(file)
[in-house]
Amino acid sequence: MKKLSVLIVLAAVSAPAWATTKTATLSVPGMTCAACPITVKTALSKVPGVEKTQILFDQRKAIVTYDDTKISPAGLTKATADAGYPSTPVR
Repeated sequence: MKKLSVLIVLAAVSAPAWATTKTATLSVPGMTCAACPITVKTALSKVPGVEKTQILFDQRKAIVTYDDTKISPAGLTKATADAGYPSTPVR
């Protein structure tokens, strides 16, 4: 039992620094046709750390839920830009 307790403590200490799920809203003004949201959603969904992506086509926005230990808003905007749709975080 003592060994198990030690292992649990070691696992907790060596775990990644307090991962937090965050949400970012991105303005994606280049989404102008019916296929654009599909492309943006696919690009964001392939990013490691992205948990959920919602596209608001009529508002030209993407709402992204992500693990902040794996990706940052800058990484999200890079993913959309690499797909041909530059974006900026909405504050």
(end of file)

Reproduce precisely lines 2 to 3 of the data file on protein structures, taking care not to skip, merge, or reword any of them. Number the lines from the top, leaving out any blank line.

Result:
Amino acid sequence: MKKLSVLIVLAAVSAPAWATTKTATLSVPGMTCAACPITVKTALSKVPGVEKTQILFDQRKAIVTYDDTKISPAGLTKATADAGYPSTPVR
Repeated sequence: MKKLSVLIVLAAVSAPAWATTKTATLSVPGMTCAACPITVKTALSKVPGVEKTQILFDQRKAIVTYDDTKISPAGLTKATADAGYPSTPVR